The focus of the module is the development of knowledge and application of methods for, and associated with, creativity in different contexts using a range of presentation formats. The Formats portfolio includes: creative work from individual and team-work processes; self-reflection, peer group feedback, critical evaluation and proposed improvement commentary on coursework related to ideas and production; colour theory applied to making art or design artefacts for exhibition; use of creative thinking methods to gather and curate an ‘exhibition’; use on-line algorithms to initiate and evaluate image making; manipulate photo-images using collage or montage in relation to narrative; gather and edit material for a brochure.
Formative feedback is given during set activities and group discussions and for presentations and tutorials. These provide opportunities to reflect on progress and discuss strategies for developing skills and discipline knowledge. The formative feedback is advice and guidance; specifying developmental action to improve quality and/or quantity of coursework.
Summative assessment reflects engagement with the module throughout; ongoing individual studentship is formatively reviewed and structured support for self-directed study given. The Formats portfolio for assessment consists of the projects presented in a range of documents/ formats that include a reflective commentary.
Introductory projects aim to cover as broad a range of subject practice as possible. Project handouts include additional research and reference material for students to follow up. Later projects become increasingly subject specific and students will be directed through such reading in taught sessions and through Weblearn.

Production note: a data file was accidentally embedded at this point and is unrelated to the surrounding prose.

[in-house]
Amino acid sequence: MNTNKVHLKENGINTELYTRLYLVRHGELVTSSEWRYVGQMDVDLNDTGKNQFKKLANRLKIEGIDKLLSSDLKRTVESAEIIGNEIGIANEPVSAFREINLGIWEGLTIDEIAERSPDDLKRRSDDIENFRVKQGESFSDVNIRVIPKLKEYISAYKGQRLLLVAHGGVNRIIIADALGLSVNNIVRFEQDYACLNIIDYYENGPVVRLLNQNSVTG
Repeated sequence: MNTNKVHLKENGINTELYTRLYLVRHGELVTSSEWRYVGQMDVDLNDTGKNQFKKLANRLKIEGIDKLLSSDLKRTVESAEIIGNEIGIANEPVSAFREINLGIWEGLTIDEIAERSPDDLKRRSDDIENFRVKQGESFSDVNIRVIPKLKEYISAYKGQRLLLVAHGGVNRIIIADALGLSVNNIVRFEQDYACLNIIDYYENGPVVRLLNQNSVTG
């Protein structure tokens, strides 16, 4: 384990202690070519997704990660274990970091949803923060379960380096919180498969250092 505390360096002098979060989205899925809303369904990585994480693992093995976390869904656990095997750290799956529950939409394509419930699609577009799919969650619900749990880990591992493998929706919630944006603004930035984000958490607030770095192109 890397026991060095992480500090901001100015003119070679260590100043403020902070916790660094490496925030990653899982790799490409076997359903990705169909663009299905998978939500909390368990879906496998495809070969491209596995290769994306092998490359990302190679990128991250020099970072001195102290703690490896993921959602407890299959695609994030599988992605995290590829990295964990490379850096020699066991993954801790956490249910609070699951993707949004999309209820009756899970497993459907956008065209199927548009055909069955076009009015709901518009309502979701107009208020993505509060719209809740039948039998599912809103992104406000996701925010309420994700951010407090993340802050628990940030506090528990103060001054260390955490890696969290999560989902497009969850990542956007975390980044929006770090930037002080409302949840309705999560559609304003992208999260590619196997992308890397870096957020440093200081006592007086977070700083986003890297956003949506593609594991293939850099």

Lawson, B. (2006) How Designers Think: the design process demystified, Architectural Press
Tharp, T. (2003) The Creative Habit, Simon and Schuster
deBono, E. (1999) Six thinking hats, Little, Brown
Chandra, S. (2017) Organizing for Creative People, Watkins
Judkins, R. (2015) The Art of Creative Thinking, Sceptre
Itten, J. (1977) The elements of colour: a treatise on the colour theory, E. Chapman and Hall
Kandinsky, W. (ed. Fischer, H.) (2006) Kandinsky: the path to abstraction, Tate Publishing
Dweck, C. (2012) Mindset, Robinson, [e-book]
Cottrell, S. (2013) The study skills handbook, Palgrave
Ingledew, J. (2016) How to have great ideas, Laurence King
Selig, T. (2012) Ingenius - a crashcourse on creativity, Hay House
Ghiselin, B. (1985) The Creative Process, a Symposium, University of California Press
de Bono, E. (2007) How to Have Creative Ideas, 62 exercises to develop the mind, Vermilion
Genders, C. (2009) Pattern, colour and form: new approaches to creativity, A. and C. Black
Itten, J. (1961) The Art of Color: the subjective experience and objective rationale of color, Reinhold
YouTube – direction from taught sessions and through Weblearn
Vimeo – direction from taught sessions and through Weblearn
Eno, B. and Schmidt, P. Oblique strategies (1975) Oblique strategies, - http://oblicard.com/
The Design Council - https://www.designcouncil.org.uk/
The Royal Society for the encouragement of Arts, Manufactures and Commerce - https://www.thersa.org
Londone Metropolitan University - Accelerator http://accelerator-london.com/
Recommended through library inductions and include Art Full Text, Oxford Art Online, BFI Screenonline, DAAI Design and Applied Art Index, Academic Search Primer, JSTOR, Nexis UK, Bridgeman Education, VADS Visual Arts Data Service.
References and examples of relevant creative practice are available through the Weblearn online course materials platform.
Social Media Sources:
Cass Foundation Course Twitter @foundation_cass & Instagram @cassfoundation